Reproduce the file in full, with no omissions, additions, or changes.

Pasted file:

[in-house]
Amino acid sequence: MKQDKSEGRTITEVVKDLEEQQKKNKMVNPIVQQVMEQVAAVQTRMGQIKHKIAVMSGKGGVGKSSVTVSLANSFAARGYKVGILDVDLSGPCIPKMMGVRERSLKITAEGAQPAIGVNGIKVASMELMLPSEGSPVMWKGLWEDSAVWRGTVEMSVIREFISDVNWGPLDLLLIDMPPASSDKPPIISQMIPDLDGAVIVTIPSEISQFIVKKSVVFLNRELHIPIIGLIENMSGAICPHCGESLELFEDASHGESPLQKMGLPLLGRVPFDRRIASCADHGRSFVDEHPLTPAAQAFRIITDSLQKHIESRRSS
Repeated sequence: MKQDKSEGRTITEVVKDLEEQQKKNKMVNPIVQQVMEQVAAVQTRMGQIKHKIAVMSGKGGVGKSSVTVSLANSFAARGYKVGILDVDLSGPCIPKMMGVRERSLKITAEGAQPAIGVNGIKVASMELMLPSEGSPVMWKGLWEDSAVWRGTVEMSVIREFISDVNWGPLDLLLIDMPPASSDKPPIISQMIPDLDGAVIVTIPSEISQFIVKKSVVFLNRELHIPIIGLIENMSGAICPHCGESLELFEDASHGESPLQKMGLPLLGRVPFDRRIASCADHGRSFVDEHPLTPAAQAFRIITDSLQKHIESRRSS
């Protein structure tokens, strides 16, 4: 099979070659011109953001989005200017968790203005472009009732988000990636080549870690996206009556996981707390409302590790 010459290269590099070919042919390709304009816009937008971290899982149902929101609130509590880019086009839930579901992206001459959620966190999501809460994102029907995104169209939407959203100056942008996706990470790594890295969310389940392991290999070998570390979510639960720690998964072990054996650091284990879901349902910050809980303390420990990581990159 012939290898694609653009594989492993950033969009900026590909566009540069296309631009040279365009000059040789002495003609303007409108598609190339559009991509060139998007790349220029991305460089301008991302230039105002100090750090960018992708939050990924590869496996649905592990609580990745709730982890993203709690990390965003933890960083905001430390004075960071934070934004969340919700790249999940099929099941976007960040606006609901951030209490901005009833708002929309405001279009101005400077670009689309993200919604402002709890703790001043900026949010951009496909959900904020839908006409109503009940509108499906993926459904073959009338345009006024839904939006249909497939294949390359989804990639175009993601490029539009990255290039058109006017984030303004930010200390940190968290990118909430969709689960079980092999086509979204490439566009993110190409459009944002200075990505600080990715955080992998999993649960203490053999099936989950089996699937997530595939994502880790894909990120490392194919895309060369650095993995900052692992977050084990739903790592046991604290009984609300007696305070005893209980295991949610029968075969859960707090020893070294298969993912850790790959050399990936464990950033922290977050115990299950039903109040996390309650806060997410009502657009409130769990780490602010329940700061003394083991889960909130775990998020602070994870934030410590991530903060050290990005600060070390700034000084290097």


[in-house]
Amino acid sequence: MKQDKSEGRTITEVVKDLEEQQKKNKMVNPIVQQVMEQVAAVQTRMGQIKHKIAVMSGKGGVGKSSVTVSLANSFAARGYKVGILDVDLSGPCIPKMMGVRERSLKITAEGAQPAIGVNGIKVASMELMLPSEGSPVMWKGLWEDSAVWRGTVEMSVIREFISDVNWGPLDLLLIDMPPASSDKPPIISQMIPDLDGAVIVTIPSEISQFIVKKSVVFLNRELHIPIIGLIENMSGAICPHCGESLELFEDASHGESPLQKMGLPLLGRVPFDRRIASCADHGRSFVDEHPLTPAAQAFRIITDSLQKHIESRRSS
Repeated sequence: MKQDKSEGRTITEVVKDLEEQQKKNKMVNPIVQQVMEQVAAVQTRMGQIKHKIAVMSGKGGVGKSSVTVSLANSFAARGYKVGILDVDLSGPCIPKMMGVRERSLKITAEGAQPAIGVNGIKVASMELMLPSEGSPVMWKGLWEDSAVWRGTVEMSVIREFISDVNWGPLDLLLIDMPPASSDKPPIISQMIPDLDGAVIVTIPSEISQFIVKKSVVFLNRELHIPIIGLIENMSGAICPHCGESLELFEDASHGESPLQKMGLPLLGRVPFDRRIASCADHGRSFVDEHPLTPAAQAFRIITDSLQKHIESRRSS
């Protein structure tokens, strides 16, 4: 099979070659011109953001989005200017968790203005472009009732988000990636080549870690996206009556996981707390409302590790 010459290269590099070919042919390709304009816009937008971290899982149902929101609130509590880019086009839930579901992206001459959620966190999501809460994102029907995104169209939407959203100056942008996706990470790594890295969310389940392991290999070998570390979510639960720690998964072990054996650091284990879901349902910050809980303390420990990581990159 012939290898694609653009594989492993950033969009900026590909566009540069296309631009040279365009000059040789002495003609303007409108598609190339559009991509060139998007790349220029991305460089301008991302230039105002100090750090960018992708939050990924590869496996649905592990609580990745709730982890993203709690990390965003933890960083905001430390004075960071934070934004969340919700790249999940099929099941976007960040606006609901951030209490901005009833708002929309405001279009101005400077670009689309993200919604402002709890703790001043900026949010951009496909959900904020839908006409109503009940509108499906993926459904073959009338345009006024839904939006249909497939294949390359989804990639175009993601490029539009990255290039058109006017984030303004930010200390940190968290990118909430969709689960079980092999086509979204490439566009993110190409459009944002200075990505600080990715955080992998999993649960203490053999099936989950089996699937997530595939994502880790894909990120490392194919895309060369650095993995900052692992977050084990739903790592046991604290009984609300007696305070005893209980295991949610029968075969859960707090020893070294298969993912850790790959050399990936464990950033922290977050115990299950039903109040996390309650806060997410009502657009409130769990780490602010329940700061003394083991889960909130775990998020602070994870934030410590991530903060050290990005600060070390700034000084290097």